NPI's Cascadia Advocate

Offering commentary and analysis from Washington, Oregon, and Idaho, The Cascadia Advocate is the Northwest Progressive Institute's unconventional perspective on world, national, and local politics.

Friday, October 22nd, 2021

Tana Lin joins David Estudillo, Lauren King as a new judge on Washington’s federal bench

The Unit­ed States Sen­ate has con­firmed Seat­tle civ­il rights attor­ney Tana Lin to become a U.S. Dis­trict Court Judge for the West­ern Dis­trict of Wash­ing­ton. She will be the first for­mer pub­lic defend­er, and first Asian Amer­i­can, to serve here on the fed­er­al bench. The Sen­ate vote to con­firm her Thurs­day was 52–45.

All 45 nay votes came from Repub­li­cans. Sen­a­tors Susan Collins, R‑Maine, and Lisa Murkows­ki, R‑Alaska, broke ranks to sup­port the nomination.

The roll call from the Pacif­ic North­west was oth­er­wise along par­ty lines:

Vot­ing Aye: Demo­c­ra­t­ic Sen­a­tors Pat­ty Mur­ray and Maria Cantwell (WA), Ron Wyden and Jeff Merkley (OR), Jon Tester (MT), Repub­li­can Sen­a­tor Lisa Murkows­ki (AK)

Vot­ing Nay: Repub­li­can Sen­a­tors Jim Risch and Mike Crapo (ID), Dan Sul­li­van (AK), Steve Daines (MT)

Lin is the third judge con­firmed this year to a dis­tin­guished but late­ly deplet­ed fed­er­al court that sits in Seat­tle and Tacoma.

Grant Coun­ty Supe­ri­or Court Judge David Estudil­lo was con­firmed in Sep­tem­ber, and, with her con­fir­ma­tion ear­li­er this month, Lau­ren King became the first Native Amer­i­can to serve as a fed­er­al judge in this state.

The three judges were nom­i­nat­ed by Pres­i­dent Biden on rec­om­men­da­tion from U.S. Sens. Pat­ty Mur­ray and Maria Cantwell, D‑Washington.

A trio of con­fir­ma­tions, in five weeks’ time, is unusu­al in the slow-mov­ing Sen­ate, par­tic­u­lar­ly with sus­tained opposition.

Sen­ate Repub­li­can lead­ers Mitch McConnell, R‑Kentucky, and John Cornyn, R‑Texas, vot­ed against clo­ture on the Lin nom­i­na­tion, and opposed con­firm­ing the nom­i­nee. Vice Pres­i­dent Kamala Har­ris had to appear as Pres­i­dent of the Sen­ate on Wednes­day to break a tie on anoth­er nomination.

“As an Asian Amer­i­can woman, the bar­ri­ers Ms. Lin has faced have inspired her to fight for equal jus­tice and access to pro­mote diver­si­ty with­in the legal field,” Cantwell said in a statement.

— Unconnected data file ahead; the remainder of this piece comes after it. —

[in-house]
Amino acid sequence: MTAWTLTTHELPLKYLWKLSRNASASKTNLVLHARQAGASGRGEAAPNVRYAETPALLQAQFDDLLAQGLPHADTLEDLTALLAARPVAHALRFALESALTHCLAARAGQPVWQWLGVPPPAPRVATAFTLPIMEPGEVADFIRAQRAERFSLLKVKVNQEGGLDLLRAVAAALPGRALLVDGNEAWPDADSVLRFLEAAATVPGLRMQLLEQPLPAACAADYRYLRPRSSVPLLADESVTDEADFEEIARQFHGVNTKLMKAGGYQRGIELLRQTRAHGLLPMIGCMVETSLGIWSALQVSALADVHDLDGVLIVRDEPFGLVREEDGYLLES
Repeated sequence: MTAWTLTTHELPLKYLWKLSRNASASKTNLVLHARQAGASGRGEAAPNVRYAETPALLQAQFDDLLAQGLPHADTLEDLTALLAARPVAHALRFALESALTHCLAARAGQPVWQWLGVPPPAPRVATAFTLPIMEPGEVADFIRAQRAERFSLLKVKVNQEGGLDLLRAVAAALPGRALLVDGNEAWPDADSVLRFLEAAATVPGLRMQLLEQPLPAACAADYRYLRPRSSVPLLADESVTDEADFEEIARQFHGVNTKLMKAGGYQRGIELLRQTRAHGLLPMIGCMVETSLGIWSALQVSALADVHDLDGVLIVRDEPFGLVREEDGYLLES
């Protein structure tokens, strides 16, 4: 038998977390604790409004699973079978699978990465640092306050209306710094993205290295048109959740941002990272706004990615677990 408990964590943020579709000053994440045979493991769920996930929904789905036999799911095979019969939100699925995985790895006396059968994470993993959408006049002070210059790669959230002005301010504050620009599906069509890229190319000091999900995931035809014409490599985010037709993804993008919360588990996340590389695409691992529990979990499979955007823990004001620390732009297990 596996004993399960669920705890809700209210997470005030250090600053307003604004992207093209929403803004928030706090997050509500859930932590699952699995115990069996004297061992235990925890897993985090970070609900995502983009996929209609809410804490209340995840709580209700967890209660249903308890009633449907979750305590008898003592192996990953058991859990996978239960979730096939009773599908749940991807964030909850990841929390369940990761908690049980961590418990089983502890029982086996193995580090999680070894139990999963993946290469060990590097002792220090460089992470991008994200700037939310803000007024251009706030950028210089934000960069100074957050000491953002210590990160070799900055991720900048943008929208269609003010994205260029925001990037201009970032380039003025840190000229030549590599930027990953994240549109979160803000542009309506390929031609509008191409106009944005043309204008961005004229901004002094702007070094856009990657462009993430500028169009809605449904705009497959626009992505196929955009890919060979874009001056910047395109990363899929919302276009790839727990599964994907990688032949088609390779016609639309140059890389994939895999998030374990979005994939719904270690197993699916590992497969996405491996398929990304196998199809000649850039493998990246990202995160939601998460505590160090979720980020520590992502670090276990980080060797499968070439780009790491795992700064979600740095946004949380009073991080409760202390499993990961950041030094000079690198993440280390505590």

Soon-to-be Judge Lin is a grad­u­ate of Cor­nell Uni­ver­si­ty and the NYU Law School. She worked as a pub­lic defend­er in Wash­ing­ton, D.C., and in the Civ­il Rights Divi­sion of the U.S. Jus­tice Depart­ment. She has served as board chair of the Amer­i­can Civ­il Lib­er­ties Union of Washington.

“It mat­ters, quite a bit I think, when a fed­er­al judge has rep­re­sent­ed clients who can’t afford to hire their own lawyer,” Mur­ray said in a Sen­ate floor speech.

“It mat­ters that Ms. Lin has rep­re­sent­ed Wash­ing­ton State farm­work­ers deal­ing with wage theft. It mat­ters that Ms. Lin stood up for refugees and immi­grants against uncon­sti­tu­tion­al exec­u­tive actions.”

The West­ern Wash­ing­ton dis­trict is one place where the Trump Admin­is­tra­tion did not pack the fed­er­al bench.

It began the year with just two active judges – Chief Judge Ricard Mar­tinez and Judge Richard Jones – while rely­ing on work of nine senior judges.

The local bench has deliv­ered far-reach­ing rulings.

Judge James Robart deliv­ered an injunc­tion, lat­er upheld by the U.S. 9th Cir­cuit Court of Appeals, that halt­ed the Trump Administration’s first Mus­lim trav­el ban. A nasty Trump tweet decried what he called “a so-called judge.” Robart lat­er appeared on “60 Min­utes” to dis­cuss the hate mail and threats he received.

A 1974 rul­ing by U.S. Dis­trict Judge George Bolt upheld the right of treaty Indi­an tribes to half of Puget Sound’s salmon catch.

U.S. Dis­trict Judge William L. Dwyer, in 1992, ordered a halt to U.S. For­est Ser­vice tim­ber sales on spot­ted owl habi­tat in Wash­ing­ton, Ore­gon and North­ern Cal­i­for­nia. At the time, old growth forests were being cut down on fed­er­al land at a rate of 60,000 acres a year. A rul­ing by Dwyer, which threw out Washington’s term lim­its ini­tia­tive, was echoed in a lat­er deci­sion by the U.S. Supreme Court.

Judge Boldt was a nom­i­nee of Pres­i­dent Richard Nixon. Judge Robart was nom­i­nat­ed to the fed­er­al bench by George W. Bush. Judge Dwyer was nom­i­nat­ed by Ronald Rea­gan, at the insis­tence of Sen­a­tor Slade Gor­ton, R‑Washington. Gor­ton would lat­er become a bit­ter crit­ic of Dwyer’s spot­ted owl ruling.

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